• Atin Kumar, Professor, Department of Radiology, Jai Prakash Narayan Apex Trauma Center
  • Amit Gupta, Professor, Department of Radiology, Jai Prakash Narayan Apex Trauma Center
  • Subodh Kumar, Professor, Surgery, Jai Prakash Narayan Apex Trauma Center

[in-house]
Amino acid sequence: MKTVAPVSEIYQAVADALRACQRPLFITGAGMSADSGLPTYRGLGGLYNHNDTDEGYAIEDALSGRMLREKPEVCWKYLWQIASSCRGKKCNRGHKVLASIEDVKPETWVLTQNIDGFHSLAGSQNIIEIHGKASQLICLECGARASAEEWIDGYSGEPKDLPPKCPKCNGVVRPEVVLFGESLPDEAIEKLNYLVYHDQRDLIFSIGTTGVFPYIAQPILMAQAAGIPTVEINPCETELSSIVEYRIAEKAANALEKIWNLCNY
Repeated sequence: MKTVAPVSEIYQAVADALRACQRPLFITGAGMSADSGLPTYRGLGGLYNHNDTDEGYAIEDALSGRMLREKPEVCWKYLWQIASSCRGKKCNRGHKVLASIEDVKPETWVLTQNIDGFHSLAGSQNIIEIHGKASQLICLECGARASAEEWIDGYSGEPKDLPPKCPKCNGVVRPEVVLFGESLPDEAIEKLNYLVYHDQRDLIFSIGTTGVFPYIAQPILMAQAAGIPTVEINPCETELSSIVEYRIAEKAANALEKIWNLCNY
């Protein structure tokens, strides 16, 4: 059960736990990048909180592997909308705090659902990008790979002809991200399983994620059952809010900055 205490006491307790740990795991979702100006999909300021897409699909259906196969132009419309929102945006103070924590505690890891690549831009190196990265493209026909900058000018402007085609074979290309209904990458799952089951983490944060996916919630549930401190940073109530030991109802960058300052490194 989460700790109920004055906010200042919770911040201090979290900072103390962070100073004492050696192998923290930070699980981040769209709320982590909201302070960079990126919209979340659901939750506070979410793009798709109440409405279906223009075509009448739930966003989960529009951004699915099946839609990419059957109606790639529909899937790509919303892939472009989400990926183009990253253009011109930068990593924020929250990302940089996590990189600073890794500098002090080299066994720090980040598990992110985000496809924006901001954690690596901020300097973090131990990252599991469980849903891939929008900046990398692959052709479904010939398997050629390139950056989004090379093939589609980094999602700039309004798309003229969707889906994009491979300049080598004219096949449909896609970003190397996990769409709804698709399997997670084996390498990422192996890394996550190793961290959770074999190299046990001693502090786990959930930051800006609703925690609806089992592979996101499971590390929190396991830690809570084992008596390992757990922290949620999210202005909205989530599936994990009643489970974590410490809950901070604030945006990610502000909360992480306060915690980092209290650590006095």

Traumatic injuries are a major societal problem in India, with injuries and deaths related to traffic accidents ranking highest in the world and accounting for up to 18% of all deaths in the country. Additionally, hemorrhage remains a major cause of death worldwide, with the greatest burden in low and middle-income countries. A recent study of trauma in urban areas of India showed that 58% of all trauma deaths could be prevented and that among those that were preventable, hemorrhage was the leading cause of death. High rates of mortality within this region of the world are multifactorial, in part due to the absence of integrated and organized trauma systems, both at the prehospital and hospital levels. Furthermore, standardized training in hemorrhage control is not routine among healthcare providers, though management of external hemorrhage for hospital-based trauma care is required by the World Health Organization. The University of Chicago will partner with the Jai Prakash Narayan Apex Trauma Center (JPNATC), a government-sanctioned Level 1 trauma center in New Delhi, India, to identify fundamental initiatives to advance trauma care and training in the nation, specifically focusing on approaches to hemorrhage control. This initial meeting will highlight the innovative approach by UChicago’s trauma surgery and interventional radiology sections in managing acute hemorrhagic injuries with minimally invasive therapies and novel imaging systems to reduce the morbidity of surgery and improve patient outcomes. The collaboration will focus on building a framework directed at evaluating and implementing interventional radiology techniques for the management of acute traumatic hemorrhage specific to the needs of India. Research for this project is led by Drs. Osman Ahmed, Thuong Van Ha, and Jeffrey Leef from the Department of radiology and Drs. Jennifer Cone and Priya Prakash from the Department of Surgery.